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Three tips for beginner fish keepers.

Running Premier Aquatics ltd and having worked with fish for many years I sometimes find myself working on autopilot and not putting myself in my customers shoes, with experience in any subject it is quite easy to slip into thinking that everyone knows what you know!

After speaking to a customer yesterday it became apparent that after 12 months of keeping fish she was unaware of some basic information vital to keeping aquarium fish successfully and it is that conversation that has spurred me to write this short blog that will hopefully offer three tips to help you keep your fish tank healthy and thriving. These tips are applicable to Freshwater tropical and coldwater tanks and also marine fishtanks (Although Marine is a specialised subject and not recommended for beginners).

Tip no.1.Keep water not fish!

Sound silly? Not at all, the fish that you keep are in an enclosed ecosystem, if there is something wrong with your water then the fish will be stressed and possibly die. An understanding of the Nitrogen cycle is vital for long term success with any aquarium. By keeping the water clean and healthy your fish will rarely succumb to disease or stress.

Put very simplistically, Fish waste produces ammonia, ammonia is very toxic to fish at all levels, this dangerous ammonia is broken down by bacteria that live in your aquarium (It can take upto 8 weeks for these bacteria to grow), the ammonia is then broken down into nitrite which is also toxic, but also consumed by Bacteria, this is then finally broken down into nitrate (The end process of the Nitrogen cycle.) nitrate is non toxic at lower levels but can be a stresser at higher levels! This acts as a plant and algae food and can be removed and reduced by water changes. Too much nitrate can cause algae issues but we will look at this in another blog article.

Ammonia is toxic to your fish!

Tip no.2. Test your tank water.

It is impossible to look at a tank of water and guess if it is ok! Beginners especially should get into the habit of testing their own water to build up a picture of the tank water health and suitability for the fish that you have chosen. An inexpensive test kit can be worth hundreds to a beginner and save the lives of your new pets. Understanding your own personal water quality and parameters (How acidic or alkaline your water supply is, and how soft or hard your water is) this is vital information which will allow you to make informed choices of livestock for your aquarium and choose fish that suit your natural water conditions.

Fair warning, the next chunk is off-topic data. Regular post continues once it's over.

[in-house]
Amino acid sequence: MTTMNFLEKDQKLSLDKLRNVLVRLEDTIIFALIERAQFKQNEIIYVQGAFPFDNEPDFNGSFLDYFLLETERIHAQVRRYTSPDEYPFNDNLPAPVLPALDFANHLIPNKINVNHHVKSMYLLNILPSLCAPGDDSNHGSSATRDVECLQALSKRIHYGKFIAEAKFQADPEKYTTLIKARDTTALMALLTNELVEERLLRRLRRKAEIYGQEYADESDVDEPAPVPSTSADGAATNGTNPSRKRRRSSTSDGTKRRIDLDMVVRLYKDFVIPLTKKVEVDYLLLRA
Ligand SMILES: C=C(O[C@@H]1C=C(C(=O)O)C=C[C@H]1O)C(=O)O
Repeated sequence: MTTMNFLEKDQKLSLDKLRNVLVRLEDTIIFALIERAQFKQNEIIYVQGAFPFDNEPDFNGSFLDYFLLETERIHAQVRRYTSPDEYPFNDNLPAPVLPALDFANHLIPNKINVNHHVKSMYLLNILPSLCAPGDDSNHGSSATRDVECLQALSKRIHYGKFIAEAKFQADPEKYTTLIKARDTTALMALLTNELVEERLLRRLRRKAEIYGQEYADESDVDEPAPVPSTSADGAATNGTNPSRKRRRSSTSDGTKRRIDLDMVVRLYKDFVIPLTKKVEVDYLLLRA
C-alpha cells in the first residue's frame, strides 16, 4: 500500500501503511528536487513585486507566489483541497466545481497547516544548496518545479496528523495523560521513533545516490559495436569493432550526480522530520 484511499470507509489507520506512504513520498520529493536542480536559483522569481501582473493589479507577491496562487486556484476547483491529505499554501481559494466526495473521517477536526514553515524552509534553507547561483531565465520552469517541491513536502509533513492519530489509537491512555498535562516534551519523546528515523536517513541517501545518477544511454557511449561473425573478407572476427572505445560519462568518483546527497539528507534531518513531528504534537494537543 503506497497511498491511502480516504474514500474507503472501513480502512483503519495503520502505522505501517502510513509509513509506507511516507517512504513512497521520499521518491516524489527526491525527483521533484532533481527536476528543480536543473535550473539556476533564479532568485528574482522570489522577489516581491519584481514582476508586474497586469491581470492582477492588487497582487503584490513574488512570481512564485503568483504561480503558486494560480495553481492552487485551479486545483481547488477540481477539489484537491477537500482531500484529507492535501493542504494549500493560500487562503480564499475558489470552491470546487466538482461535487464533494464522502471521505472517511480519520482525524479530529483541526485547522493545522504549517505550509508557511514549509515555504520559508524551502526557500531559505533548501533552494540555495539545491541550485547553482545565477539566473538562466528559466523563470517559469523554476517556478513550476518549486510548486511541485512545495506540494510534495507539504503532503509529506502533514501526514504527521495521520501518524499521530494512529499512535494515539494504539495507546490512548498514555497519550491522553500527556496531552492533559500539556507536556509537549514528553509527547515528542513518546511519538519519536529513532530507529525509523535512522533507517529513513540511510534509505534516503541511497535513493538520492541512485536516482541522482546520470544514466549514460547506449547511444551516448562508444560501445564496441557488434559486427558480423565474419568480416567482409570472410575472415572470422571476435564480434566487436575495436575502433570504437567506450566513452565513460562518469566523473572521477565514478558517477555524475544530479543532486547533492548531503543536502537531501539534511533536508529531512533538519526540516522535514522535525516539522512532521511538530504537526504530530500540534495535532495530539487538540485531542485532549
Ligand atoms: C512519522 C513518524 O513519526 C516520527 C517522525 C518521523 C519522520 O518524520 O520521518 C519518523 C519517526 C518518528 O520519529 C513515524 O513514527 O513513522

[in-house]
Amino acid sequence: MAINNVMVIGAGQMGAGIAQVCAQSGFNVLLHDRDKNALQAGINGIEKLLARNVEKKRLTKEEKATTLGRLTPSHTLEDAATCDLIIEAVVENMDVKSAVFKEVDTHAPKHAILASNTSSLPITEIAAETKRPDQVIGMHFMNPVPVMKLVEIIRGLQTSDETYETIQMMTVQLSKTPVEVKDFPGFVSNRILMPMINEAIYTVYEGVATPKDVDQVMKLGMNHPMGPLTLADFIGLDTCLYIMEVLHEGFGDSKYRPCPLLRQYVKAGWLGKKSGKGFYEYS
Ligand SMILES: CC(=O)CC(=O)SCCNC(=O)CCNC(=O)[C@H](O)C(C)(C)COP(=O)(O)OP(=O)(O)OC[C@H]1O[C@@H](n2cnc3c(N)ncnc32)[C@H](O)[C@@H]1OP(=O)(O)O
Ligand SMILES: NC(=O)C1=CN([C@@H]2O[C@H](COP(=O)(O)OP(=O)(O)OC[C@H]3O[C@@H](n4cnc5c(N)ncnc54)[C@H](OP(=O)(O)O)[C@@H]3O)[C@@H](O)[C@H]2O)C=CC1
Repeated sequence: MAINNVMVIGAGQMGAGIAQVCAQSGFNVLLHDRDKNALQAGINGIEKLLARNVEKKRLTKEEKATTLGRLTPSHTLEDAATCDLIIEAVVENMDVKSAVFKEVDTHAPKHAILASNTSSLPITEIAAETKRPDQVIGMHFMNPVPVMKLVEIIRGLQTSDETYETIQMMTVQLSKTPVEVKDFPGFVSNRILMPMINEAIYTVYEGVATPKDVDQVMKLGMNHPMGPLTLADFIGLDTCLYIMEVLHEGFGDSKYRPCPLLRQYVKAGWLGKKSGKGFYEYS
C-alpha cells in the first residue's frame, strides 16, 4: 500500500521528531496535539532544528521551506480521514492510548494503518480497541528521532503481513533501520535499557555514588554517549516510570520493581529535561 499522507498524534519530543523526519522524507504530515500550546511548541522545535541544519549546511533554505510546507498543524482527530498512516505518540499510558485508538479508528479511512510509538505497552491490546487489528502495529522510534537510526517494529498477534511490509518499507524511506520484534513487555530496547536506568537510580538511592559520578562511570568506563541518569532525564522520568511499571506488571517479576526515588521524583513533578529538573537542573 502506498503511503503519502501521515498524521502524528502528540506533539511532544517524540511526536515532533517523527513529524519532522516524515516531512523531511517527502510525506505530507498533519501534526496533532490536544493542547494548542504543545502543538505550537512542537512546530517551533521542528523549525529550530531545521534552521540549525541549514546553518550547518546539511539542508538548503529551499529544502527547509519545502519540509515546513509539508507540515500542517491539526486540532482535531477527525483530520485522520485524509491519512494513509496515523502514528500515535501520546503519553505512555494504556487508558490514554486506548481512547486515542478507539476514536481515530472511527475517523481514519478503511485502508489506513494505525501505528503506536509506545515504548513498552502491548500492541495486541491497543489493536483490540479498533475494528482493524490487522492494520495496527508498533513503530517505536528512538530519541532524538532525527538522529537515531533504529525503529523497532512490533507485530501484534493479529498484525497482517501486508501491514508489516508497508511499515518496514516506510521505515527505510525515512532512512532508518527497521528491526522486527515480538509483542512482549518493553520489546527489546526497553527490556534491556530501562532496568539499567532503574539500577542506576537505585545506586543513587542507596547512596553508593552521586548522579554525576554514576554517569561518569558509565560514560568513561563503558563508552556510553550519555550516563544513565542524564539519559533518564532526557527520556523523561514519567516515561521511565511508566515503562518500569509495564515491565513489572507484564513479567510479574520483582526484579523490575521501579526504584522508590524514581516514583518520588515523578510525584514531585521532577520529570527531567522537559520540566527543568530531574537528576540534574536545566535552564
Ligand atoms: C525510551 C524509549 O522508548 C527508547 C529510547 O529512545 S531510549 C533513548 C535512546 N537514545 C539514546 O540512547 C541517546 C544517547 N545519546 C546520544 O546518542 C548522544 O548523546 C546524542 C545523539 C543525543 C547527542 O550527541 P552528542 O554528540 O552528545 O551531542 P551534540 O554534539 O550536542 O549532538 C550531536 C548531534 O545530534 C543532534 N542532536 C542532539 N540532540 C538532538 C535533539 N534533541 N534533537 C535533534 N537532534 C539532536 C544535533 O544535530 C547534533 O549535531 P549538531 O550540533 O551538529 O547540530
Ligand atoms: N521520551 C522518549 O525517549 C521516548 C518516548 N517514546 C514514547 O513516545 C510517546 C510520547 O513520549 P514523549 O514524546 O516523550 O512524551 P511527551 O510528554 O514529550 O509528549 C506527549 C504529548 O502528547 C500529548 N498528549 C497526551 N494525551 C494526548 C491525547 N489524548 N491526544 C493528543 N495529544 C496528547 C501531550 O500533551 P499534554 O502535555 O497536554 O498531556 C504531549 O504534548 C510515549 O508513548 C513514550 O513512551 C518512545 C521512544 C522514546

A good test kit is very important for your aquariums health!

Tip no.3. Cleaning your filter!

Your new aquarium should come with a filter of some description, usually this is an internal power filter but occasionally a external filter, air powered sponge filter or a hang on the back filter! Regardless of its design it should contain a media within, this media will form two functions, firstly to trap dirt and polish the aquarium water, secondly it will act as a home for bacteria that function to clean the water of Ammonia and Nitrite (Re read tip 1!)

Many beginners come to us at Premier Aquatics with fish health issues, upon questioning a large portion of these new fish keepers have never been informed that cleaning your filter under the tap is a bad thing to do. The local water authority add chlorine and, in some cases, chloramide into the water supply to kill bacteria and make it safe for human consumption.

By cleaning your filter under the tap you will be sterilising the media and killing all the beneficial bacteria that is growing on the media and keeping your ammonia and Nitrites under control! This then starts you at the beginning again and ammonia builds up and quickly pollutes the tank, causes fish deaths, health issues and ultimately creates a condition called new tank syndrome.

Always clean your filter in tank water that you have removed from the aquarium, we recommend a 25% water change weekly. To do this, remove the water from the tank using a syphon hose and bucket, or a large jug. The filter should only require cleaning every few weeks so use the flow to judge, if the flow is strong leave the filter undisturbed, if the flow is reduced then remove the filter, open it to gain access to the media and then gently squeeze the filter sponges into the bucket of tank water that you have removed from the tank. DO NOT clean your filter media under the sink! Add the cleaned filter back to the tank and then top up your aquarium with fresh tap water that has been treated with a dechlorinater to remove chlorine BEFORE it is added to your tank.

I hope that this brief Premier Aquatics blog post helps you to start, maintain and enjoy your aquarium. Look out for more blog posts for beginners that will help you get the most out of your fishtank.

We are available to give advice at our shop (Premier Aquatics ltd, Heath business park, Runcorn, Cheshire, WA74QX) or via our social media or you can call us on 07725516558 during opening hours 11am to 5pm seven days a week.

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I have been fishkeeping for over 45 years and during that time have used many testing kits, including Eheim, Sera, Colombo, and plenty of others. I would say that a good testing kit is an essential requirement for novice fishkeepers, then there is no need to be taking water samples into a shop to get it tested. The parameters of your water sample could well have changed by the time you get your sample to the shop, so you could get a false, or worse result than if you had tested the water at home.

I have to say the most recent one I bought is the NT Labs Aquarium Lab Multi Testing Kit. Not only is it extremely accurate…

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